These zero-g fights are, to me, probably the coolest thing in LawBreakers as it feels genuinely fresh and exciting. Aiming at someone normally in a game as fast as this is challenging, but trying to keep track of them in zero-g when they can be above, below or to the side of you feels like trying to navigate a street when you’re properly shit-faced drunk. When you throw in quick fast people can move around it’s probably one of the most manic FPS situations I’ve ever found myself in.
Getting a hang of the movement is only the start as LawBreakers has a hell of a learning curve when it comes to fighting over the objectives. Hitboxes are small, movement is fast and death comes quickly thanks to quite low health on even the toughest of characters. In fact I personally found health to be too low as it often means a fight gets one by whoever saw the other player first. I admit that it has taken me a long time to become competent at tracking enemies and nailing them, especially in the zero-g areas where a player who has really gotten the hang of moving around can be a pain in the ass to take out.
But once you do get the hang of it combat feels amazing. Aside from getting jumped from behind and summarily annihilated being killed never feels unfair. Instead, each death is a chance to learn from your mistakes and come back even better the next time around, and when you do start racking up the kills there’s an incredible sense of pride to be had. I had numerous exhilarating skirmishes where I came out on top by the skin of my pearly whites, the kind of battle that I haven’t had in a multiplayer shooter in a long time. And the more I play the more I feel as though there’s still a lot of little nuances to pick up on unlike Overwatch where the depth is pretty shallow. Which isn’t to say LawBreakers is an incredibly deep game, but there’s enough going on to keep dedicated players learning for a while.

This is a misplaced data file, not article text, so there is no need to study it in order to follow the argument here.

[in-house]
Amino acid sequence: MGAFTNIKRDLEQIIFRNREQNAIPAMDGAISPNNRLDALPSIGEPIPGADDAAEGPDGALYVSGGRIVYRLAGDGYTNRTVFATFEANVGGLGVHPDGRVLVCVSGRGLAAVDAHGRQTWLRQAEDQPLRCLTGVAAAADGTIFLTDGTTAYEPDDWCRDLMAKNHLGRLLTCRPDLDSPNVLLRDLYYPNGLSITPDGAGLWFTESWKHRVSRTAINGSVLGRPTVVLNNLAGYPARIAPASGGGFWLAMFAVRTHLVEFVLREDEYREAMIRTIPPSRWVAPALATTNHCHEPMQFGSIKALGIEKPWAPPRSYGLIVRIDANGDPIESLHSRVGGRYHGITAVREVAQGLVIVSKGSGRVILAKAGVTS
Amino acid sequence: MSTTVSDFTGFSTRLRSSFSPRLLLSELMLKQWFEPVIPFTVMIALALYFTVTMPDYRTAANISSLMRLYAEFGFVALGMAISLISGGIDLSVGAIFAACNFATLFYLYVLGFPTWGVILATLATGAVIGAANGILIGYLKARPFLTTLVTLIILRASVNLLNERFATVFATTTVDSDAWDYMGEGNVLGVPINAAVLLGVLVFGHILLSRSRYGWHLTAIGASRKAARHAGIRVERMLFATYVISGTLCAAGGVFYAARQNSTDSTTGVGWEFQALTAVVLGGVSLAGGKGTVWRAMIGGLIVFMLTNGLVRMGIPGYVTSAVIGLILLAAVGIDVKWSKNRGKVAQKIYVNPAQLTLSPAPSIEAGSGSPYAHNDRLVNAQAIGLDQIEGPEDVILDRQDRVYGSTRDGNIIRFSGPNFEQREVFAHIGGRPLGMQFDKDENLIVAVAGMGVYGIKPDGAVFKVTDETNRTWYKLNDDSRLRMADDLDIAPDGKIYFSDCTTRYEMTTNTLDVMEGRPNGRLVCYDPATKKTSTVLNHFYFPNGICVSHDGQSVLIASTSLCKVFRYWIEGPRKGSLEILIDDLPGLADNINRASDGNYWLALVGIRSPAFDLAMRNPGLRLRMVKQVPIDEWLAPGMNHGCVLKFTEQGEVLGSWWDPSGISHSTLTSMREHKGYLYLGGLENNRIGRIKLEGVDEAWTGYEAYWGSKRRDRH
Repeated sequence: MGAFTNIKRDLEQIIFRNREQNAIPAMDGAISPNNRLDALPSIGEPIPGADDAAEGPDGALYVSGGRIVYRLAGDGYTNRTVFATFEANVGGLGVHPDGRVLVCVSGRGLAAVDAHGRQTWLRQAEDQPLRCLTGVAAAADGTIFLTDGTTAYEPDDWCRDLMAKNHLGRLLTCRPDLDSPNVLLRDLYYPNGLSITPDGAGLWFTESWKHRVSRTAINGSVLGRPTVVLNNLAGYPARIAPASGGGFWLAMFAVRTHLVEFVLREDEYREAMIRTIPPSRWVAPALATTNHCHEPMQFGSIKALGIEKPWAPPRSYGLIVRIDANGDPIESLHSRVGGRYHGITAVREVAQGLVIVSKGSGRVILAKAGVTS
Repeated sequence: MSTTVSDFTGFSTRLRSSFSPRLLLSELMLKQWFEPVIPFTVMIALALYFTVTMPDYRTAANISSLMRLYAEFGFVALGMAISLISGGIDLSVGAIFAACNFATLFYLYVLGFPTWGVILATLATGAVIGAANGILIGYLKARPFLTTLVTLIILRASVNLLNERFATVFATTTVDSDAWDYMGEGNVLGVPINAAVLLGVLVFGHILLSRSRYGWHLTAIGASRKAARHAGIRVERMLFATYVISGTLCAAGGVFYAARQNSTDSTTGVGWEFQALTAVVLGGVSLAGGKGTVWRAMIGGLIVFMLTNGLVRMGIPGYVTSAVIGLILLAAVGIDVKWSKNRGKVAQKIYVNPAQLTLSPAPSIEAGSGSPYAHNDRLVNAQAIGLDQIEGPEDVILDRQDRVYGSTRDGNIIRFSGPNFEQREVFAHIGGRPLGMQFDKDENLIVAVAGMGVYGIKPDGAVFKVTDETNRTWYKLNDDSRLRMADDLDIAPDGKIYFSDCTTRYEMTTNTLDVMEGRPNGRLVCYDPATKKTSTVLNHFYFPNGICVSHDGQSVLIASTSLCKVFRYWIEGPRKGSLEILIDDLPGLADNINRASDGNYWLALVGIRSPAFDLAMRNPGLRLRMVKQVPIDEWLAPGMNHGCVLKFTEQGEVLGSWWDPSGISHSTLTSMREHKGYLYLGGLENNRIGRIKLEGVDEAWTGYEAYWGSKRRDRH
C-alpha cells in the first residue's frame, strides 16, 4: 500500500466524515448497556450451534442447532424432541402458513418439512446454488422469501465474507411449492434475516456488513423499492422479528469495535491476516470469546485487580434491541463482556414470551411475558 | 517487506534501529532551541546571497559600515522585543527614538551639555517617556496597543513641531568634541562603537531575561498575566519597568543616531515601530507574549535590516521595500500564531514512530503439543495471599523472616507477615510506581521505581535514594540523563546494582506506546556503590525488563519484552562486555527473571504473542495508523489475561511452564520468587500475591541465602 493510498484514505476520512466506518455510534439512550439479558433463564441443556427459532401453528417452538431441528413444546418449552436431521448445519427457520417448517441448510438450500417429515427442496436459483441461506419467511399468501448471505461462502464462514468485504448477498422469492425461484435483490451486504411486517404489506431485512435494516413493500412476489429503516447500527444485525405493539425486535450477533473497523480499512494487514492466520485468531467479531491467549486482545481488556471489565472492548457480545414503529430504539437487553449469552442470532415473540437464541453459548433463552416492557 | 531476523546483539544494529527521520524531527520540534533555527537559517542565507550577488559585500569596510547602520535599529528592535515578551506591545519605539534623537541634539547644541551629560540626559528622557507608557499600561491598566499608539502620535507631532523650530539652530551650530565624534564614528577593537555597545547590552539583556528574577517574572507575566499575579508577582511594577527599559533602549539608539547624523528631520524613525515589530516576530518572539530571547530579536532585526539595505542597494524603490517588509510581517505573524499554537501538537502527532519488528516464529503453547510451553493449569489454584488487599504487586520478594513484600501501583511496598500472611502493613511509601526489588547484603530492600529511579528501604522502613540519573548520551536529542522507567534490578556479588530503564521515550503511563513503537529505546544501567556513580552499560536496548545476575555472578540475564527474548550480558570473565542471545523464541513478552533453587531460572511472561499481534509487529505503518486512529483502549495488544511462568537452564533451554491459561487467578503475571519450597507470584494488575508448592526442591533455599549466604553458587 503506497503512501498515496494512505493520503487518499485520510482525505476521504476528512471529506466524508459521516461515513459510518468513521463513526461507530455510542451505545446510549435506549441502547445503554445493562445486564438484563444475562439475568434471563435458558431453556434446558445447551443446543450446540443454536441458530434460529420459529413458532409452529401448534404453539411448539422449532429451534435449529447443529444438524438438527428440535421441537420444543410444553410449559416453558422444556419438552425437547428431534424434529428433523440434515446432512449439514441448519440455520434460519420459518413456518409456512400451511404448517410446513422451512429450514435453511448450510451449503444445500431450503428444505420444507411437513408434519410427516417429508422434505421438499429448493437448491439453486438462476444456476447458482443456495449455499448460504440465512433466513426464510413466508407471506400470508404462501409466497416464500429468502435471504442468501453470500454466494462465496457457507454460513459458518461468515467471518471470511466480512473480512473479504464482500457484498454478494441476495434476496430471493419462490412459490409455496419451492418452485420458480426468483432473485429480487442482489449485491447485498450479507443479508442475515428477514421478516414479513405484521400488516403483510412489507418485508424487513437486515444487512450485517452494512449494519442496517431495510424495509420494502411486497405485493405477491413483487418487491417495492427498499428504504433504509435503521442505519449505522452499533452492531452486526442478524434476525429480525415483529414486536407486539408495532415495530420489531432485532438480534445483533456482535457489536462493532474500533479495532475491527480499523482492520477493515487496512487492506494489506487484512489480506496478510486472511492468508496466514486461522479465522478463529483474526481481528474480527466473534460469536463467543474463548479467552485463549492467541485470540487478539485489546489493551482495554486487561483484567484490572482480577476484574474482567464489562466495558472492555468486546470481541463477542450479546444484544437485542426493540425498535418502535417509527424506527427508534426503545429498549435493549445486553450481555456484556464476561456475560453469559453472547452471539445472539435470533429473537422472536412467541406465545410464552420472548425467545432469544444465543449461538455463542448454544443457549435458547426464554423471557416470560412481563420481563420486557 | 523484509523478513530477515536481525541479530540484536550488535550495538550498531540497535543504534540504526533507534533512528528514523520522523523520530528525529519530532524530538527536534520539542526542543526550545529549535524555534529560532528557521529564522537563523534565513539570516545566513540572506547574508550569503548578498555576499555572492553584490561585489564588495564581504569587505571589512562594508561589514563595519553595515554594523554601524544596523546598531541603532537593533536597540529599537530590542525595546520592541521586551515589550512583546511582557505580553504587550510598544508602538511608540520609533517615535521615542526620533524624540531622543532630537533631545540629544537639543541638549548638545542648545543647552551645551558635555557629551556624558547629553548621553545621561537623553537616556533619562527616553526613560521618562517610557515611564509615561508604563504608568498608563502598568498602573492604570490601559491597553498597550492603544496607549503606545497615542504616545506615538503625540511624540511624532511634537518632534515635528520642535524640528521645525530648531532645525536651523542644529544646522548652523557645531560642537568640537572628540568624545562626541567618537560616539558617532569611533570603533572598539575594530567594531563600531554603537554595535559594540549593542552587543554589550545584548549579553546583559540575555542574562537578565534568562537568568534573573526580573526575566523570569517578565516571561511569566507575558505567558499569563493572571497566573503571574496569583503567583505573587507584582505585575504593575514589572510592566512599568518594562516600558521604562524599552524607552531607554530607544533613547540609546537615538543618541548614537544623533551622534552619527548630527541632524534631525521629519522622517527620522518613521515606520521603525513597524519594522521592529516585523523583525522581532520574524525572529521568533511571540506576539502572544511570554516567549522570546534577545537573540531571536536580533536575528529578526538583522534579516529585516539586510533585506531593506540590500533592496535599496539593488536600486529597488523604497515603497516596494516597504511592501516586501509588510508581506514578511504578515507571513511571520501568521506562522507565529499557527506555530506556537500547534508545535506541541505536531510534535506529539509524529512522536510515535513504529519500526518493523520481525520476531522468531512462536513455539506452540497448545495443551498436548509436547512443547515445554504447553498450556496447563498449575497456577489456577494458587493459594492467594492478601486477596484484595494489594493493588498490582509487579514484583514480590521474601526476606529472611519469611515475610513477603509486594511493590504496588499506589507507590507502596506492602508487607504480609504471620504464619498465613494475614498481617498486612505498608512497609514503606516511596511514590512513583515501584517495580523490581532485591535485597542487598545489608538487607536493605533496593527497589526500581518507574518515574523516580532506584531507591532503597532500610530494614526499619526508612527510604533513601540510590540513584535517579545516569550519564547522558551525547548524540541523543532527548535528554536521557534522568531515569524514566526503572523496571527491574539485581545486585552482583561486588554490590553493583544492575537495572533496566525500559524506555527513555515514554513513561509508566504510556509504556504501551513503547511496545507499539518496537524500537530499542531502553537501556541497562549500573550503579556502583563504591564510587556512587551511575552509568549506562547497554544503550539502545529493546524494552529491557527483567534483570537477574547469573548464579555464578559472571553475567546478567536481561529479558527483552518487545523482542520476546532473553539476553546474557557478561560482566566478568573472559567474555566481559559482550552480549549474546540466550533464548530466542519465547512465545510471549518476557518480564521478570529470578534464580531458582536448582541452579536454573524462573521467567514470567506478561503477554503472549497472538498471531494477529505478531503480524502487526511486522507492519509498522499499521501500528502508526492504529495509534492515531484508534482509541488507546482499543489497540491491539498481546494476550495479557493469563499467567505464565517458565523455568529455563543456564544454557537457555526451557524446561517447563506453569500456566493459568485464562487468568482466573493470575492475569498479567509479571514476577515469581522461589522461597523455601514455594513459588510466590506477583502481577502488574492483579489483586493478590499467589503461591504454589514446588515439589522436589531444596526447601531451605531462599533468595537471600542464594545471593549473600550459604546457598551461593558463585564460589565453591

So far so much praise, then, but LawBreakers has its fair share of problems holding it back. Firstly while I appreciate the nine different classes in terms of their abilities, weapons and movement they’re also a forgettable bunch who lack personality and have generic designs that make them hard to differentiate on the battlefield. They don’t even say anything particularly fun or interesting while they’re fighting.